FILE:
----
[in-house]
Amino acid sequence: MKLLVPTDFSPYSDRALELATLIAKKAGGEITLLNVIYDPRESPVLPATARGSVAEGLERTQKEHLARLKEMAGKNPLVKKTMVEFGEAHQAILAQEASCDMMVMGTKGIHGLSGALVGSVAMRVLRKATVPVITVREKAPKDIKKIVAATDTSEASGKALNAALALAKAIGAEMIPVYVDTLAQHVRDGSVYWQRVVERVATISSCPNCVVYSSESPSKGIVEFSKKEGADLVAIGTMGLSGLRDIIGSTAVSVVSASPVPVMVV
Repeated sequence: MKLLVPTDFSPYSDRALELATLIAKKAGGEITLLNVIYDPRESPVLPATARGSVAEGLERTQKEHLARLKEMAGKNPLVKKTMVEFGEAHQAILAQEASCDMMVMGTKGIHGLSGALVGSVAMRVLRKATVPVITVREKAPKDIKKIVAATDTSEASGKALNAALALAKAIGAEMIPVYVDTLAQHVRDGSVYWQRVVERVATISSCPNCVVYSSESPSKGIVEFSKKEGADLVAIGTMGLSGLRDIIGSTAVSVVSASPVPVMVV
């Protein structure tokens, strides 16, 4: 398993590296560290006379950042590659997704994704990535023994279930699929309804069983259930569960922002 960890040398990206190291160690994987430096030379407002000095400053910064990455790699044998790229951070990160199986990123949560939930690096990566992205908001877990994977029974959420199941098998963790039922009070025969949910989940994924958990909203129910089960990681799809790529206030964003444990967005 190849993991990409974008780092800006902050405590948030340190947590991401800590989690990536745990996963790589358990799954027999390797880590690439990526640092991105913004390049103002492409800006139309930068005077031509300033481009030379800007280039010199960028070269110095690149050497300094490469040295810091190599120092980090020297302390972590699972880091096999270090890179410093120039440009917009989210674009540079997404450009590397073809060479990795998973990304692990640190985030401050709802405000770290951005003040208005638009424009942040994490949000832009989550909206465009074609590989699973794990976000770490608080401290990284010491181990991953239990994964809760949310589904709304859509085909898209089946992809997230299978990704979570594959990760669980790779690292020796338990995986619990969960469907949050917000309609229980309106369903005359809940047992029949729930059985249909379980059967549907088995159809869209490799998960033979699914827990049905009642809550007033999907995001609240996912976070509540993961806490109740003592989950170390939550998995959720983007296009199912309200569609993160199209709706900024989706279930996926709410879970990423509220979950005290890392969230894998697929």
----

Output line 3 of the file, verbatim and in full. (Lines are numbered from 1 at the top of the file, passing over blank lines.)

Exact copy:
Repeated sequence: MKLLVPTDFSPYSDRALELATLIAKKAGGEITLLNVIYDPRESPVLPATARGSVAEGLERTQKEHLARLKEMAGKNPLVKKTMVEFGEAHQAILAQEASCDMMVMGTKGIHGLSGALVGSVAMRVLRKATVPVITVREKAPKDIKKIVAATDTSEASGKALNAALALAKAIGAEMIPVYVDTLAQHVRDGSVYWQRVVERVATISSCPNCVVYSSESPSKGIVEFSKKEGADLVAIGTMGLSGLRDIIGSTAVSVVSASPVPVMVV